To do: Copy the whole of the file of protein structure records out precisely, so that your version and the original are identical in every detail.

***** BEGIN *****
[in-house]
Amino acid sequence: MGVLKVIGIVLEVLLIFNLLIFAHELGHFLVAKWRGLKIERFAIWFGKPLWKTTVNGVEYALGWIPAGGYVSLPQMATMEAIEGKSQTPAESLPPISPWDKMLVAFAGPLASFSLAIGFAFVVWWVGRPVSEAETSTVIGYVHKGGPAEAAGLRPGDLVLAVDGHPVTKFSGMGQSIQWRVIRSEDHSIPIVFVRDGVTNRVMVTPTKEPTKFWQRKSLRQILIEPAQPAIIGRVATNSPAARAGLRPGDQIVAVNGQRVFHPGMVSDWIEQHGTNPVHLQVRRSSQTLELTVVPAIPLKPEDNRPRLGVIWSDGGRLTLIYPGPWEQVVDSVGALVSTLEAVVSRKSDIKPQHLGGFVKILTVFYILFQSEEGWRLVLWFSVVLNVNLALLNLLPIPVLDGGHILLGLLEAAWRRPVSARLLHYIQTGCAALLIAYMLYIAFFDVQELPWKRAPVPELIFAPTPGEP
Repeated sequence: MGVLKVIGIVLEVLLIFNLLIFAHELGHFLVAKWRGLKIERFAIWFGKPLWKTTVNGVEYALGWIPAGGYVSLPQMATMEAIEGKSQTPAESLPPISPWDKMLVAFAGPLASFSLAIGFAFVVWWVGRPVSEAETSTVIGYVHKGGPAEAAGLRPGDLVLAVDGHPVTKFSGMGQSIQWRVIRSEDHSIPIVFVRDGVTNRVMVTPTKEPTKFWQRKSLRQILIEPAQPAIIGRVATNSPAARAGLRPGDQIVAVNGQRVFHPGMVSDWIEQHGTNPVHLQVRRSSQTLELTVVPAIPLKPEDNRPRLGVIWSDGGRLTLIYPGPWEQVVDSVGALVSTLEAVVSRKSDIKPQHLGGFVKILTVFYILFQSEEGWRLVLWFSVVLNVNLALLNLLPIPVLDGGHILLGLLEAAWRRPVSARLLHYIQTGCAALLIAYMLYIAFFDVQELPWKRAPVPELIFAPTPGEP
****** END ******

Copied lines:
[in-house]
Amino acid sequence: MGVLKVIGIVLEVLLIFNLLIFAHELGHFLVAKWRGLKIERFAIWFGKPLWKTTVNGVEYALGWIPAGGYVSLPQMATMEAIEGKSQTPAESLPPISPWDKMLVAFAGPLASFSLAIGFAFVVWWVGRPVSEAETSTVIGYVHKGGPAEAAGLRPGDLVLAVDGHPVTKFSGMGQSIQWRVIRSEDHSIPIVFVRDGVTNRVMVTPTKEPTKFWQRKSLRQILIEPAQPAIIGRVATNSPAARAGLRPGDQIVAVNGQRVFHPGMVSDWIEQHGTNPVHLQVRRSSQTLELTVVPAIPLKPEDNRPRLGVIWSDGGRLTLIYPGPWEQVVDSVGALVSTLEAVVSRKSDIKPQHLGGFVKILTVFYILFQSEEGWRLVLWFSVVLNVNLALLNLLPIPVLDGGHILLGLLEAAWRRPVSARLLHYIQTGCAALLIAYMLYIAFFDVQELPWKRAPVPELIFAPTPGEP
Repeated sequence: MGVLKVIGIVLEVLLIFNLLIFAHELGHFLVAKWRGLKIERFAIWFGKPLWKTTVNGVEYALGWIPAGGYVSLPQMATMEAIEGKSQTPAESLPPISPWDKMLVAFAGPLASFSLAIGFAFVVWWVGRPVSEAETSTVIGYVHKGGPAEAAGLRPGDLVLAVDGHPVTKFSGMGQSIQWRVIRSEDHSIPIVFVRDGVTNRVMVTPTKEPTKFWQRKSLRQILIEPAQPAIIGRVATNSPAARAGLRPGDQIVAVNGQRVFHPGMVSDWIEQHGTNPVHLQVRRSSQTLELTVVPAIPLKPEDNRPRLGVIWSDGGRLTLIYPGPWEQVVDSVGALVSTLEAVVSRKSDIKPQHLGGFVKILTVFYILFQSEEGWRLVLWFSVVLNVNLALLNLLPIPVLDGGHILLGLLEAAWRRPVSARLLHYIQTGCAALLIAYMLYIAFFDVQELPWKRAPVPELIFAPTPGEP